We Must Not Neglect the Humans in Veterinary Medicine

April 15, 2024

Margaret Brosnahan with a Hourse Banner Image

Written by guest blogger Margaret Brosnahan.

As a scholar, diving into unexplored territory is always exciting and rewarding, but introducing new ideas to colleagues can be frightening. It was with this combination of excitement and trepidation that I sent off my paper entitled “Life, Death, and Humanity in Veterinary Medicine: Is it Time to Embrace the Humanities in Veterinary Education?” to the Journal of Veterinary Medical Education. This work was the culmination of three years of immersion into the fields of narrative medicine and medical humanities, disciplines that are already well known in medical education but virtually unheard of within the veterinary profession. I had discovered narrative medicine quite by accident one day when a paper by Dr. Rita Charon appeared in the results of a literature search on methods in clinical teaching. As someone with a humanities background, discovering Dr. Charon’s work was a coming home of sorts. The benefits of including the humanities in health professions education seemed obvious to me, and as a member of a profession currently plagued by high rates of attrition, mental health concerns, financial stressors on ourselves and our clients, marginalization of some of our own colleagues within the profession, and underservice to significant populations of animal owners, I wanted to learn more. My belief in the value of this approach to health professions education now runs deep, but convincing veterinary colleagues of that is sometimes difficult.

I welcome this opportunity to address a couple of the snap judgements that educators and clinicians often make about narrative medicine and medical humanities, potentially dismissing these valuable educational approaches before giving them a chance. The first is that narrative medicine is simply a method of glorified history taking, or sporadic modules of reading for fun . It is in fact so much more than that. Training in narrative medicine is a deeply transformative, experiential process, something that became very clear to me as I progressed through Columbia University’s Certificate in Narrative Medicine program. While the ultimate goal of narrative medicine is better care of the patient, I found that the intimate engagement with literature, poetry, and visual arts, and the sharing of reflections on these pieces in communion with others, was profoundly humanizing in a way that has carried over into my clinical work. Viewing the humans in veterinary medicine through this fresh lens has made an already rewarding practice orders of magnitude more so. The second judgment often made is that the incorporation of narrative medicine and medical humanities into a health professions curriculum will compromise the scientific and medical rigor of a competency-based program. When structured appropriately, these modules have the opposite effect, providing moments of pause and reflection that can enhance rather than detract from the core material.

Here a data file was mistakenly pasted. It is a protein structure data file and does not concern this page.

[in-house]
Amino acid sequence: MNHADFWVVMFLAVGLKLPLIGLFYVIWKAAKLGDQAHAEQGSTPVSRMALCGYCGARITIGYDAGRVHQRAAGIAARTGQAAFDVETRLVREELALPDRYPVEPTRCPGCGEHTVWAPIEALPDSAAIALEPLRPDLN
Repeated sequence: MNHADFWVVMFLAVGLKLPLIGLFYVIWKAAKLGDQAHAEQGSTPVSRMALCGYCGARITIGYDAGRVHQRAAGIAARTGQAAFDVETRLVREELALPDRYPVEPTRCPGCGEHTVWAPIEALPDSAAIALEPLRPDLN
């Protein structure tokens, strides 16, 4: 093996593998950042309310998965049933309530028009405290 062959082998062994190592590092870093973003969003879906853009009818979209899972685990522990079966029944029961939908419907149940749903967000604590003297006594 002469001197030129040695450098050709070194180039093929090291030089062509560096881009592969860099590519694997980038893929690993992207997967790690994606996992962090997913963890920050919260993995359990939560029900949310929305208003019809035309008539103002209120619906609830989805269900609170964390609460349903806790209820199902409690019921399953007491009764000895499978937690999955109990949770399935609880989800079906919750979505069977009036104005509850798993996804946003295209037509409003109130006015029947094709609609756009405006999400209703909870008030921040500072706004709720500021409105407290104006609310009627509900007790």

My primary objective in writing this paper was to introduce these disciplines to veterinary educators, but it is also my hope that clinicians and scholars engaged with narrative medicine and medical humanities in the human health professions will find the veterinary perspective useful in their practices. Questions such as “Do you live with pets?” and “How will your illness affect your ability to care for them?” or other efforts to honour the role that animals may play in the lives of patients, have the potential to enhance the physician – patient encounter. Additionally, I encourage those who teach undergraduate liberal arts to students heading for graduate health professions training to consider offerings in the medical and veterinary humanities. I can’t imagine a greater gift to a future healer than starting out with this foundation that has taken many of us, myself included, decades to discover.

Margaret Brosnahan HeadshotDR. MARGARET BROSNAHAN is an Associate Professor of Equine Internal Medicine at the Midwestern University College of Veterinary Medicine in Glendale, AZ. She earned her undergraduate degree in History from Bates College, and recently completed both an MA in Medical Humanities from Creighton University and a Certificate in Narrative Medicine from Columbia University. Her clinical training includes a DVM from Tufts University, an internship in Large Animal Medicine and Surgery at the University of Minnesota, and a residency in Equine Internal Medicine at Oklahoma State University. She is a Diplomate of the American College of Veterinary Internal Medicine in Large Animal Internal Medicine, and also holds a PhD in Immunology from Cornell University.

Life, Death, and Humanity in Veterinary Medicine: Is It Time to Embrace the Humanities in Veterinary Education?” was published in the Journal of Veterinary Medical Education 50.6 and is Free to Read until April 19th.

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